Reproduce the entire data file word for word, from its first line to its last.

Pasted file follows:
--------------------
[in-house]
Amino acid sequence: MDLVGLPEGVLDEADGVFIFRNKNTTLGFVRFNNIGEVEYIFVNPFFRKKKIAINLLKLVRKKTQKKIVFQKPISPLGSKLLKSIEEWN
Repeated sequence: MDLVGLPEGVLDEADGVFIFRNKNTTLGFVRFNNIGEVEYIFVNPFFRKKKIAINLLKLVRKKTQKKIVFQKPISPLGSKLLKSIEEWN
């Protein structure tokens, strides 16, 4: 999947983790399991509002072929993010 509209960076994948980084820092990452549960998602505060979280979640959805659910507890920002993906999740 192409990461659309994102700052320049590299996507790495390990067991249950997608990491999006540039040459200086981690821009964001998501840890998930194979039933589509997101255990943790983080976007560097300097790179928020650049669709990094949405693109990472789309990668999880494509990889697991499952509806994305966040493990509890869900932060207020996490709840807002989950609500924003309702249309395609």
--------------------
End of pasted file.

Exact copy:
[in-house]
Amino acid sequence: MDLVGLPEGVLDEADGVFIFRNKNTTLGFVRFNNIGEVEYIFVNPFFRKKKIAINLLKLVRKKTQKKIVFQKPISPLGSKLLKSIEEWN
Repeated sequence: MDLVGLPEGVLDEADGVFIFRNKNTTLGFVRFNNIGEVEYIFVNPFFRKKKIAINLLKLVRKKTQKKIVFQKPISPLGSKLLKSIEEWN
């Protein structure tokens, strides 16, 4: 999947983790399991509002072929993010 509209960076994948980084820092990452549960998602505060979280979640959805659910507890920002993906999740 192409990461659309994102700052320049590299996507790495390990067991249950997608990491999006540039040459200086981690821009964001998501840890998930194979039933589509997101255990943790983080976007560097300097790179928020650049669709990094949405693109990472789309990668999880494509990889697991499952509806994305966040493990509890869900932060207020996490709840807002989950609500924003309702249309395609």